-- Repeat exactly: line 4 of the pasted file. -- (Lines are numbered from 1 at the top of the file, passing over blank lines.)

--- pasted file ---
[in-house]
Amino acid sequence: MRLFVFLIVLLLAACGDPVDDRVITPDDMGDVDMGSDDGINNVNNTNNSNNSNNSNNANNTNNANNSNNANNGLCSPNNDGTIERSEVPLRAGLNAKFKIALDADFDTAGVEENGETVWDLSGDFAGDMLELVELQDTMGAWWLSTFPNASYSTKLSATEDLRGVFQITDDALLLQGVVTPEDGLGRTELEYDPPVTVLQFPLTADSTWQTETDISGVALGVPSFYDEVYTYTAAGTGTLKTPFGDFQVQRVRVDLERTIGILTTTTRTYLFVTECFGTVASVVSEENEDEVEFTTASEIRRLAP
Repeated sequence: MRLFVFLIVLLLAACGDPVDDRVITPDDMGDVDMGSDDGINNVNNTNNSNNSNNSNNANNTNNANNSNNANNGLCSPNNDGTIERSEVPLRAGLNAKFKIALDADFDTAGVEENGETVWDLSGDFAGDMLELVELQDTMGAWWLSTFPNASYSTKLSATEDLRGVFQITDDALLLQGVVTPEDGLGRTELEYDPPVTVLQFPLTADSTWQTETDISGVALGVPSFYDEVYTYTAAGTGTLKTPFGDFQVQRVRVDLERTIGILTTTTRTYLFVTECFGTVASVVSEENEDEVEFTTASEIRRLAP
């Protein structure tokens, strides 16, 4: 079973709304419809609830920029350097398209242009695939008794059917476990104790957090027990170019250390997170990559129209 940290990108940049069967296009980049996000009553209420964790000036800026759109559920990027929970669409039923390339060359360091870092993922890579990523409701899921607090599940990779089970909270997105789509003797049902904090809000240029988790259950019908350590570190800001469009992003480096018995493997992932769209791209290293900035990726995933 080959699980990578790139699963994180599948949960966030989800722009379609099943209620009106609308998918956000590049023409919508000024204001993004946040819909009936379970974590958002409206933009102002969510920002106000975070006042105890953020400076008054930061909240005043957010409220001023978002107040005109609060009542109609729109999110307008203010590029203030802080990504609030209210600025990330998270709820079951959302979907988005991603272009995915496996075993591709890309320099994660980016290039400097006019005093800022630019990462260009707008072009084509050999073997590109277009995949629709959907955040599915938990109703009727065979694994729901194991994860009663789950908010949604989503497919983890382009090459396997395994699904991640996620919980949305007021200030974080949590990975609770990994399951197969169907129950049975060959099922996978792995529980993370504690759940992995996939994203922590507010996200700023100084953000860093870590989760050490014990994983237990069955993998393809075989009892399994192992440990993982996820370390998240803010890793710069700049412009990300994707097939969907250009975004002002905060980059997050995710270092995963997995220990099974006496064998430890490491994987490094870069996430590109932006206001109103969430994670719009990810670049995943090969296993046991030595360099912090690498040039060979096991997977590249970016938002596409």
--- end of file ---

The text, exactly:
């Protein structure tokens, strides 16, 4: 079973709304419809609830920029350097398209242009695939008794059917476990104790957090027990170019250390997170990559129209 940290990108940049069967296009980049996000009553209420964790000036800026759109559920990027929970669409039923390339060359360091870092993922890579990523409701899921607090599940990779089970909270997105789509003797049902904090809000240029988790259950019908350590570190800001469009992003480096018995493997992932769209791209290293900035990726995933 080959699980990578790139699963994180599948949960966030989800722009379609099943209620009106609308998918956000590049023409919508000024204001993004946040819909009936379970974590958002409206933009102002969510920002106000975070006042105890953020400076008054930061909240005043957010409220001023978002107040005109609060009542109609729109999110307008203010590029203030802080990504609030209210600025990330998270709820079951959302979907988005991603272009995915496996075993591709890309320099994660980016290039400097006019005093800022630019990462260009707008072009084509050999073997590109277009995949629709959907955040599915938990109703009727065979694994729901194991994860009663789950908010949604989503497919983890382009090459396997395994699904991640996620919980949305007021200030974080949590990975609770990994399951197969169907129950049975060959099922996978792995529980993370504690759940992995996939994203922590507010996200700023100084953000860093870590989760050490014990994983237990069955993998393809075989009892399994192992440990993982996820370390998240803010890793710069700049412009990300994707097939969907250009975004002002905060980059997050995710270092995963997995220990099974006496064998430890490491994987490094870069996430590109932006206001109103969430994670719009990810670049995943090969296993046991030595360099912090690498040039060979096991997977590249970016938002596409």